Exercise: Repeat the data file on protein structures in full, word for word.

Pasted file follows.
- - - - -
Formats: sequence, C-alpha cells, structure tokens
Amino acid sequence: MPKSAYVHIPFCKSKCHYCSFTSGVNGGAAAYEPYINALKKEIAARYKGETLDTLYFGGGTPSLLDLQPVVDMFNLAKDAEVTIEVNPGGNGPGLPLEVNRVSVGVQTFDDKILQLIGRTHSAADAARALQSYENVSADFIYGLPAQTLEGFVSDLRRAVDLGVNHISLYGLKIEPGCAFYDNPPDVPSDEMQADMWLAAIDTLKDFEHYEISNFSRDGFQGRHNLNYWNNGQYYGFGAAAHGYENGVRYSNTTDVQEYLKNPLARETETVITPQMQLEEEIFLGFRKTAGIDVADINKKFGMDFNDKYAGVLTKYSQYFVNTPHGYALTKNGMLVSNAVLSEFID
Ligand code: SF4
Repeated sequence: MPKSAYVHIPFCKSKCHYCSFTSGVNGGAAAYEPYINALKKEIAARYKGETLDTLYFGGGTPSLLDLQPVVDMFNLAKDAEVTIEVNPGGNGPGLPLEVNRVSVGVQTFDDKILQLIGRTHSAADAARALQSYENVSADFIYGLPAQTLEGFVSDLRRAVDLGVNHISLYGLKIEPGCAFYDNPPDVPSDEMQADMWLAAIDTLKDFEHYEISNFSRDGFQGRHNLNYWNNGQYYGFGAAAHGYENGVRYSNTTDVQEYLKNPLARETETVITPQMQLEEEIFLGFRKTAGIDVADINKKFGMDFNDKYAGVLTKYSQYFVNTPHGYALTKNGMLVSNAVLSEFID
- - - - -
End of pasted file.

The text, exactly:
Formats: sequence, C-alpha cells, structure tokens
Amino acid sequence: MPKSAYVHIPFCKSKCHYCSFTSGVNGGAAAYEPYINALKKEIAARYKGETLDTLYFGGGTPSLLDLQPVVDMFNLAKDAEVTIEVNPGGNGPGLPLEVNRVSVGVQTFDDKILQLIGRTHSAADAARALQSYENVSADFIYGLPAQTLEGFVSDLRRAVDLGVNHISLYGLKIEPGCAFYDNPPDVPSDEMQADMWLAAIDTLKDFEHYEISNFSRDGFQGRHNLNYWNNGQYYGFGAAAHGYENGVRYSNTTDVQEYLKNPLARETETVITPQMQLEEEIFLGFRKTAGIDVADINKKFGMDFNDKYAGVLTKYSQYFVNTPHGYALTKNGMLVSNAVLSEFID
Ligand code: SF4
Repeated sequence: MPKSAYVHIPFCKSKCHYCSFTSGVNGGAAAYEPYINALKKEIAARYKGETLDTLYFGGGTPSLLDLQPVVDMFNLAKDAEVTIEVNPGGNGPGLPLEVNRVSVGVQTFDDKILQLIGRTHSAADAARALQSYENVSADFIYGLPAQTLEGFVSDLRRAVDLGVNHISLYGLKIEPGCAFYDNPPDVPSDEMQADMWLAAIDTLKDFEHYEISNFSRDGFQGRHNLNYWNNGQYYGFGAAAHGYENGVRYSNTTDVQEYLKNPLARETETVITPQMQLEEEIFLGFRKTAGIDVADINKKFGMDFNDKYAGVLTKYSQYFVNTPHGYALTKNGMLVSNAVLSEFID